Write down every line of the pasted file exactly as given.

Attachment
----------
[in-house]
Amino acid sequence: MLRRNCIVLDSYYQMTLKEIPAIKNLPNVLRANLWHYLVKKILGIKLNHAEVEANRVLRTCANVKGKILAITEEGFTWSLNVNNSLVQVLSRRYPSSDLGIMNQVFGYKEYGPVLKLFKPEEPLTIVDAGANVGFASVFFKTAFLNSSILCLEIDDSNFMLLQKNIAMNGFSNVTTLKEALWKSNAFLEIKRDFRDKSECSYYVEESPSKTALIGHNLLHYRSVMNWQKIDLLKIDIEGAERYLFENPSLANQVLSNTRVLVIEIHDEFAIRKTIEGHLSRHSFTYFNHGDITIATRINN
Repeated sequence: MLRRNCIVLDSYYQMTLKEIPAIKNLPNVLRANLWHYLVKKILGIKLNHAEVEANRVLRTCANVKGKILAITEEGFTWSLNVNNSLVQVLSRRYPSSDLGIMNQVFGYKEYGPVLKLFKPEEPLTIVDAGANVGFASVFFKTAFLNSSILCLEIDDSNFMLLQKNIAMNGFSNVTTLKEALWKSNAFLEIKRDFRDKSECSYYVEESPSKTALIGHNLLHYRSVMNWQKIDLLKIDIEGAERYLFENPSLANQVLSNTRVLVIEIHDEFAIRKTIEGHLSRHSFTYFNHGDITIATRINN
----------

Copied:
[in-house]
Amino acid sequence: MLRRNCIVLDSYYQMTLKEIPAIKNLPNVLRANLWHYLVKKILGIKLNHAEVEANRVLRTCANVKGKILAITEEGFTWSLNVNNSLVQVLSRRYPSSDLGIMNQVFGYKEYGPVLKLFKPEEPLTIVDAGANVGFASVFFKTAFLNSSILCLEIDDSNFMLLQKNIAMNGFSNVTTLKEALWKSNAFLEIKRDFRDKSECSYYVEESPSKTALIGHNLLHYRSVMNWQKIDLLKIDIEGAERYLFENPSLANQVLSNTRVLVIEIHDEFAIRKTIEGHLSRHSFTYFNHGDITIATRINN
Repeated sequence: MLRRNCIVLDSYYQMTLKEIPAIKNLPNVLRANLWHYLVKKILGIKLNHAEVEANRVLRTCANVKGKILAITEEGFTWSLNVNNSLVQVLSRRYPSSDLGIMNQVFGYKEYGPVLKLFKPEEPLTIVDAGANVGFASVFFKTAFLNSSILCLEIDDSNFMLLQKNIAMNGFSNVTTLKEALWKSNAFLEIKRDFRDKSECSYYVEESPSKTALIGHNLLHYRSVMNWQKIDLLKIDIEGAERYLFENPSLANQVLSNTRVLVIEIHDEFAIRKTIEGHLSRHSFTYFNHGDITIATRINN